Tag Archives: heavy metal

Relevant To My Interests

Also, because I know that one of my friends or family will see this and forward the story on to me*, I just want to get ahead of the curve.

There’s a heavy metal band called the Trappist and they’ve just made a beer-themed album.

I don’t know if it’ll be good, but so far it sounds at least modestly silly and I can get behind that. Maybe I’ll do a little review after it comes out on August 4.

*I really appreciate those people forwarding me thing to write about!

7pm: Plutonium or Neurosis

ninkasi sleigh'rNinkasi’s Sleigh’r is on tap and as a metalhead, I’m honor bound to have at least one pint of it per season it is available. Despite collecting my thoughts to the jazz riff coming through Bailey’s system, I can still recount the great metal riffs in my head with ease.

For as long as I can remember, I’ve loved fast songs. I was predisposed to love thrash metal, as soon as I heard it, because it was faster than anything else.  It took me awhile to come around to the heavy side of things; the difference between loving Into the Lungs of Hell and Ashes You Leave can be just big as loving Carry That Weight and A Dying God Coming Into Human Flesh, if you’re not open to it. That those songs are cut from the same cloth doesn’t matter, so long as one is stuck in a mindset that insists on forming a reality instead of accepting what is there.

For awhile I did that, of course; one of the blessings of being a teenager is that everything is louder than everything else, but one of the curses is that everything that is not one of us is hostile. I count myself lucky enough to have been introduced to harmony at a young age and even now I gravitate towards music that has some sense of catchiness to it (though it may be without harmony) rather than the strict technical execution or overwhelming density that some of my peers may gravitate to.

Still, now I’m approaching the age where my presence might be creepy at shows and I wonder if I can find acceptance amongst them. Not that I was good at getting along with the brothers of metal before but there were at least a group I could be a part of. Yet I still love the downtuned riffs with kick drums that sound like they’re being run on by a long distance runner. Not like I used to but that’s alright. Let the next generation take up the mantle, let others carry the torch.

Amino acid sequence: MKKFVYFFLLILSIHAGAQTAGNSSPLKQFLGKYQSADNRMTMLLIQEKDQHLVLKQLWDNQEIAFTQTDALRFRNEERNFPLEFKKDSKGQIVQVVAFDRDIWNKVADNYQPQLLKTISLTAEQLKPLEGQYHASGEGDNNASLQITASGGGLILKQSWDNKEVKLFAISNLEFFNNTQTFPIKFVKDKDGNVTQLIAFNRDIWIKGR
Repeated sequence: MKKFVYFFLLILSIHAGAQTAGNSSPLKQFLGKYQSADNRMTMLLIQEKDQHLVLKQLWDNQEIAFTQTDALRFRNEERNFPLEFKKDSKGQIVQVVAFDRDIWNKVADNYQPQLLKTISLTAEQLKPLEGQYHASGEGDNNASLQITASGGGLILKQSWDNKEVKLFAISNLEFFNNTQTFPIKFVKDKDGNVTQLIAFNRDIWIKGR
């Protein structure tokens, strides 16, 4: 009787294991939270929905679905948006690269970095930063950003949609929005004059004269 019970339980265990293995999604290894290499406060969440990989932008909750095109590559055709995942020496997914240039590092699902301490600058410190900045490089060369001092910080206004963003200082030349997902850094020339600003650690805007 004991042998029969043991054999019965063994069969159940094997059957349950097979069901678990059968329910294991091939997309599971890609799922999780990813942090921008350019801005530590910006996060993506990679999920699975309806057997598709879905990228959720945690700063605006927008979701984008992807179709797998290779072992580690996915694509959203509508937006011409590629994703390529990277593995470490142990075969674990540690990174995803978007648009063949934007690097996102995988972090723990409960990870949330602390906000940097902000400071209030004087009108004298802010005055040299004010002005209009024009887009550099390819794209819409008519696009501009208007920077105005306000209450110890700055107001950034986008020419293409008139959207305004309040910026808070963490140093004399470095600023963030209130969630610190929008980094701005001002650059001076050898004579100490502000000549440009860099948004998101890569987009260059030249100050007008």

We (and they) have got a unique opportunity to learn from the past, because it is accessible in a way it never was before, in order to forge the future.

The Sleigh’r I’m drinking can’t ever be replicated in the future. Even if it’s the same, it has to be different, due to the effects of time, context of other foood, etc. It may still be good but the precise experience can’t be replicated.

Unlike Damage Inc, which will be the same-and easy to hear for anyone-this beer can only be shared in the moment I have with it. Maybe there’s chance for us to avoid the depth of mire (the mire is unavoidable) our fathers found-and we found after them- because the past is right there; a now as easy to flip to as a comic book page, instead of the ‘man yells at cloud‘ dreariness that follows us at the moment.

And Don’t Forget the Joker

ace of spades brewI have no way of knowing if the brewers at Hopworks meant to evoke Motorhead when they made the Ace of Spades but because I love heavy metal I’m going to pretend. (As it turns out, they did! YAAAY!)

The fact is; this beers has a serious hopiness to it. They say they added hops at every point they could to this beer-but it doesn’t show. That’s a compliment though; the malts in this beer hold their own in a losing battle. Just enough to keep this from being a liquid hop cone but not nearly enough to call this beer balanced.

It’s possible the alcohol content helps the malt hold the line; at 9.5% this beer is a heater. The relevant point, I suppose, is that this beer comes at you hard and strong and while it finishes loud, when it’s over, it’s over.

So I dig it.

I don’t know if the man himself would like it-he’s a Jack Daniels fan from all reports but I have a feeling he’d be hard pressed to resist a pint of this. Hell, add it to the JD and have a hell of a Boilermaker. Cheers.

The Local: Matchbox Lounge

matchbox lounge“For meetings that are not entirely business, but not exactly personal either, the best places are litle pubs, with five or six tables at most.” -Anton Gorodetsky, Twilight Watch by Sergi Lukyanenko.

I’m all scattershot now.

Usually I arc out a narrative as I walk to the bar. In this case, it was going to be something about how the Whiskey Soda lounge wasn’t for me but when I left I walked by the Matchbox and thought; I didn’t know that was a pub! So here I am.

On my way here though, about 42nd and something, just after walking under the monkey arm tree, I heard a jingling, a kind of limp beat. Looking for the source I saw a fuzzy kitty, brown-gray with a black collar, limping between two houses. It’s silver and red tags clanging together as it gimped to what I hope was a safe location, left forepaw held up and dangling in the way that animals have when they’ve hurt a limb, it caused me to stop.

Owch. You need help there?

The cat stopped and looked at me. None of your nonsense human; I’m on my way home.

I certainly hope so.

Though I began walking on and heard the jingle of movement I still worried. The cat has a home, fortunately.